MBSR reduced distressing symptoms of anxiety, depression and poor sleep and improved quality of life. Benefits were sustained over 1 year. A health education program provided fewer benefits, and effects were not as durable. MBSR is a relatively inexpensive, safe and effective community-based intervention.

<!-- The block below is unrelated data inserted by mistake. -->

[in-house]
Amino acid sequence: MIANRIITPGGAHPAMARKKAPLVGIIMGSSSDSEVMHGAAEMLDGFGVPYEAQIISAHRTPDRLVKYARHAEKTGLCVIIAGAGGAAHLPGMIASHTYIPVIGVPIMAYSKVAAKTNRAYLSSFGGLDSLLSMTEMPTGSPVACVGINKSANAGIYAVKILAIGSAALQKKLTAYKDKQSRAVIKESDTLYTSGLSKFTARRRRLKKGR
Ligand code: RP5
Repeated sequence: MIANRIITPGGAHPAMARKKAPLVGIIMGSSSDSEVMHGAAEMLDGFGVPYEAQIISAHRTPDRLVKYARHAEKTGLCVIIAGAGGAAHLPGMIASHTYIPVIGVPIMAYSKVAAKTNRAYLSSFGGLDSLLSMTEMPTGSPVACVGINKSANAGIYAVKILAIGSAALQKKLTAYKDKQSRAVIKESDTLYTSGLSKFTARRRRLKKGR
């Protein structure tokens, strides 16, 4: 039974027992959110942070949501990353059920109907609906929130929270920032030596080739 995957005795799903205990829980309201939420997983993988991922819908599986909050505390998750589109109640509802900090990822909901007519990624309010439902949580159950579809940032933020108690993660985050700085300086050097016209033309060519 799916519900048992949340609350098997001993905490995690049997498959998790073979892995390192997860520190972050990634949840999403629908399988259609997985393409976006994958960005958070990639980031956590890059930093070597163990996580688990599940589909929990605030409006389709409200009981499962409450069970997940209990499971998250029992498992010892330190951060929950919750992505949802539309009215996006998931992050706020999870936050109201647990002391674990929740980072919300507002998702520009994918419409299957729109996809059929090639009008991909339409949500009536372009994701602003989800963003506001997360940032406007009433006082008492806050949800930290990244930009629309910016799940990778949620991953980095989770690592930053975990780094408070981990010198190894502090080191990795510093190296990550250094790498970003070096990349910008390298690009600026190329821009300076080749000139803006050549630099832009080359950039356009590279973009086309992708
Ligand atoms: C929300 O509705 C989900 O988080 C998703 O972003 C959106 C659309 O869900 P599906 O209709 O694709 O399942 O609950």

About 28,000 solid organ transplants are performed in the United States annually, and most recipients return to the community to be cared for by physicians in primary care and sub-specialty practices.1 Transplant recipients experience health problems even when they have excellent function of their transplanted organs, as immunosuppressive medications can generate adverse effects and spawn new complications, such as hypertension, hypercholesterolemia and osteoporosis. 2–3 Given the stressors inherent in managing complex chronic health problems, it is not surprising that troublesome anxiety, depression and insomnia symptoms are prevalent in the transplant population.4–6 A recent study of transplant recipients found that 41% had poor psychosocial outcomes, characterized by psychological stress, depression and anxiety, and reduced health-related quality of life up to 2 years after transplantation.7 Interventions to reduce symptoms and improve quality of life after transplantation are needed, and drug-free strategies may be preferred due to the complexity of transplant medication regimens.8–10 In a pilot study, transplant recipients who attended a Mindfulness-Based Stress Reduction (MBSR) program reported fewer symptoms of anxiety, depression and poor sleep over 6 month follow-up.11–12 MBSR had not been tested in a controlled trial with transplant recipients.